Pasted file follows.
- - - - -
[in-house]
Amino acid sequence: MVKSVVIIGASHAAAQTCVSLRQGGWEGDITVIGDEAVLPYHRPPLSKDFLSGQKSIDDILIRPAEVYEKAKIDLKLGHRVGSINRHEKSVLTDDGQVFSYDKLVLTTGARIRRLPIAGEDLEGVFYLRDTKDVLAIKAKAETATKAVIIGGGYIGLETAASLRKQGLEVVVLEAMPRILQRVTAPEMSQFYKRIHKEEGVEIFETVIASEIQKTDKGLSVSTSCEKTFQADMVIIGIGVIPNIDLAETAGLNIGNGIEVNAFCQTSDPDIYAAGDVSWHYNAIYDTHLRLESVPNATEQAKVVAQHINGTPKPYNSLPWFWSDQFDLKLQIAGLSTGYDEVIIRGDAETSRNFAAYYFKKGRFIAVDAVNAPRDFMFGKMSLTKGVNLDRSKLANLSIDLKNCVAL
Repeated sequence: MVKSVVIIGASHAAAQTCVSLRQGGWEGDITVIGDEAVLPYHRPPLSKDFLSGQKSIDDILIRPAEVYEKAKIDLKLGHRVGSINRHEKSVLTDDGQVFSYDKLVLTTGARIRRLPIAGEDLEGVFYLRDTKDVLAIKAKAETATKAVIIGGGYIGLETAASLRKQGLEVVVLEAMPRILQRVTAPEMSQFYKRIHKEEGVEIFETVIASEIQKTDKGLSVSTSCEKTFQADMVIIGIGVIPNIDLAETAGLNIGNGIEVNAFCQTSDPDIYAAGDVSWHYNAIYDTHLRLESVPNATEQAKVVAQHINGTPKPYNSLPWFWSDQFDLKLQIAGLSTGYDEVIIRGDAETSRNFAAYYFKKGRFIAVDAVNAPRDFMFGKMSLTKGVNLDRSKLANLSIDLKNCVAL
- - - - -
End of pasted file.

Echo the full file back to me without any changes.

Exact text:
[in-house]
Amino acid sequence: MVKSVVIIGASHAAAQTCVSLRQGGWEGDITVIGDEAVLPYHRPPLSKDFLSGQKSIDDILIRPAEVYEKAKIDLKLGHRVGSINRHEKSVLTDDGQVFSYDKLVLTTGARIRRLPIAGEDLEGVFYLRDTKDVLAIKAKAETATKAVIIGGGYIGLETAASLRKQGLEVVVLEAMPRILQRVTAPEMSQFYKRIHKEEGVEIFETVIASEIQKTDKGLSVSTSCEKTFQADMVIIGIGVIPNIDLAETAGLNIGNGIEVNAFCQTSDPDIYAAGDVSWHYNAIYDTHLRLESVPNATEQAKVVAQHINGTPKPYNSLPWFWSDQFDLKLQIAGLSTGYDEVIIRGDAETSRNFAAYYFKKGRFIAVDAVNAPRDFMFGKMSLTKGVNLDRSKLANLSIDLKNCVAL
Repeated sequence: MVKSVVIIGASHAAAQTCVSLRQGGWEGDITVIGDEAVLPYHRPPLSKDFLSGQKSIDDILIRPAEVYEKAKIDLKLGHRVGSINRHEKSVLTDDGQVFSYDKLVLTTGARIRRLPIAGEDLEGVFYLRDTKDVLAIKAKAETATKAVIIGGGYIGLETAASLRKQGLEVVVLEAMPRILQRVTAPEMSQFYKRIHKEEGVEIFETVIASEIQKTDKGLSVSTSCEKTFQADMVIIGIGVIPNIDLAETAGLNIGNGIEVNAFCQTSDPDIYAAGDVSWHYNAIYDTHLRLESVPNATEQAKVVAQHINGTPKPYNSLPWFWSDQFDLKLQIAGLSTGYDEVIIRGDAETSRNFAAYYFKKGRFIAVDAVNAPRDFMFGKMSLTKGVNLDRSKLANLSIDLKNCVAL